Cambridge scientists are set to receive a major cash injection from Cancer Research UK, which has announced plans to invest over £41 million over the next five years at the Cancer Research UK Cambridge Centre, one of the University of Cambridge’s Strategic Research Initiatives. The funding will help support ground-breaking work as part of the development of a unique chain of research hubs around the UK.
A weight loss condition that affects patients with cancer has provided clues as to why cancer immunotherapy – a new approach to treating cancer by boosting a patient’s immune system – may fail in a substantial number of patients.
The next generation of imaging technology, newly installed at the University of Cambridge, will give researchers an unprecedented view of the human body – in particular of the myriad connections within our brains and of tumours as they grow and respond to treatment – and could pave the way for development of treatments personalised for individual patients.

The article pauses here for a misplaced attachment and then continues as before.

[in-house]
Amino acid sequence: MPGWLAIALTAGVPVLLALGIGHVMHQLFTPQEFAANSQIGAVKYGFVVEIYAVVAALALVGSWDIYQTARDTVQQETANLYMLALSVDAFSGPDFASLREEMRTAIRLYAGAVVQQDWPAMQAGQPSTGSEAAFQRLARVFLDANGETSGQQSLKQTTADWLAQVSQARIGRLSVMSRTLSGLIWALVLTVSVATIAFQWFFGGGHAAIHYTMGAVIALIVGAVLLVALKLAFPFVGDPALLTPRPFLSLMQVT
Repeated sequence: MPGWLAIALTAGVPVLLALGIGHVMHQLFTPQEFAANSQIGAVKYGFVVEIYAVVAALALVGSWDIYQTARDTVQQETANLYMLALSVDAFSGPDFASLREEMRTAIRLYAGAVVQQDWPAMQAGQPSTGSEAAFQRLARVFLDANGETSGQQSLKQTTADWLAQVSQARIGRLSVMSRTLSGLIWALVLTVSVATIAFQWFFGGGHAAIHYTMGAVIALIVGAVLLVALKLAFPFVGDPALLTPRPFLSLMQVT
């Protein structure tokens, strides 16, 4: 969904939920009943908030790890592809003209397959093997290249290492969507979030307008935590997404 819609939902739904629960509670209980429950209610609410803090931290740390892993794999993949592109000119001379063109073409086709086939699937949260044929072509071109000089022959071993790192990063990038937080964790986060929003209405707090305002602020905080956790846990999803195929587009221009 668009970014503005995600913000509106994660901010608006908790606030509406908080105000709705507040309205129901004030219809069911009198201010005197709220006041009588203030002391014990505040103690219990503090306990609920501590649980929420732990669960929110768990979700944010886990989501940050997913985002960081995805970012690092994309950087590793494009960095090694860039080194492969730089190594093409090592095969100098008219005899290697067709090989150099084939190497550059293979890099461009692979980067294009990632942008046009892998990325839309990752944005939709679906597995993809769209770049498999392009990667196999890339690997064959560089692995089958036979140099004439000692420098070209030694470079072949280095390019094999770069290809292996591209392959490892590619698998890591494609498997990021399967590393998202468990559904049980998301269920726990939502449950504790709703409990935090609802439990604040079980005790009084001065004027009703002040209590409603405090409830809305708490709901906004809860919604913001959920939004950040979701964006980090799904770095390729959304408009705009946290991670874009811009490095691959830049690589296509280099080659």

Researchers have identified the role that a four-stranded version of DNA may play in the role of cancer progression, and suggest that it may be used to develop new targeted cancer therapies.
Scientists have unearthed crucial new genetic information about how breast cancer develops and the genetic changes which can be linked to survival, according to a study published in Nature Communications today.
The University of Cambridge has received an additional £5 million over two years from Cancer Research UK for the launch of a ‘Major Centre’, focused on integrative cancer medicine and early detection.
A rare DNA base, previously thought to be a temporary modification, has been shown to be stable in mammalian DNA, suggesting that it plays a key role in cellular function.